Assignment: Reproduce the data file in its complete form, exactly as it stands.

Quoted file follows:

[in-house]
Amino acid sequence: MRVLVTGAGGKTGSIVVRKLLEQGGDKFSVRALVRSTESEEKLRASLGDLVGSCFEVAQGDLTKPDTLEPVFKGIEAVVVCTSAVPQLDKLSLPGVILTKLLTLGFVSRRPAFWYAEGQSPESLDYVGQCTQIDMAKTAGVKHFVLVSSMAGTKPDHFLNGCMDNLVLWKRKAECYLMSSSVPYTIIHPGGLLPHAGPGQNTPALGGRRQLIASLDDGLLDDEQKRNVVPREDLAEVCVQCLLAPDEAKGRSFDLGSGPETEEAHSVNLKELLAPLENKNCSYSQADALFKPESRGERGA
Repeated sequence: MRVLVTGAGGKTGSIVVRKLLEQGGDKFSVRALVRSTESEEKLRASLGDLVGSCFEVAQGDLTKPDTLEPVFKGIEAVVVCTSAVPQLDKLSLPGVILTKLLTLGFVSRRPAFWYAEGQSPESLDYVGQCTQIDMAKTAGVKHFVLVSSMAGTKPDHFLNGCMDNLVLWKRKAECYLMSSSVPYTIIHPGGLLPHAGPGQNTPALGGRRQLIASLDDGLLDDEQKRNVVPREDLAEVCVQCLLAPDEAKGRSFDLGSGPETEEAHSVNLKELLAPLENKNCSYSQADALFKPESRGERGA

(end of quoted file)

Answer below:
[in-house]
Amino acid sequence: MRVLVTGAGGKTGSIVVRKLLEQGGDKFSVRALVRSTESEEKLRASLGDLVGSCFEVAQGDLTKPDTLEPVFKGIEAVVVCTSAVPQLDKLSLPGVILTKLLTLGFVSRRPAFWYAEGQSPESLDYVGQCTQIDMAKTAGVKHFVLVSSMAGTKPDHFLNGCMDNLVLWKRKAECYLMSSSVPYTIIHPGGLLPHAGPGQNTPALGGRRQLIASLDDGLLDDEQKRNVVPREDLAEVCVQCLLAPDEAKGRSFDLGSGPETEEAHSVNLKELLAPLENKNCSYSQADALFKPESRGERGA
Repeated sequence: MRVLVTGAGGKTGSIVVRKLLEQGGDKFSVRALVRSTESEEKLRASLGDLVGSCFEVAQGDLTKPDTLEPVFKGIEAVVVCTSAVPQLDKLSLPGVILTKLLTLGFVSRRPAFWYAEGQSPESLDYVGQCTQIDMAKTAGVKHFVLVSSMAGTKPDHFLNGCMDNLVLWKRKAECYLMSSSVPYTIIHPGGLLPHAGPGQNTPALGGRRQLIASLDDGLLDDEQKRNVVPREDLAEVCVQCLLAPDEAKGRSFDLGSGPETEEAHSVNLKELLAPLENKNCSYSQADALFKPESRGERGA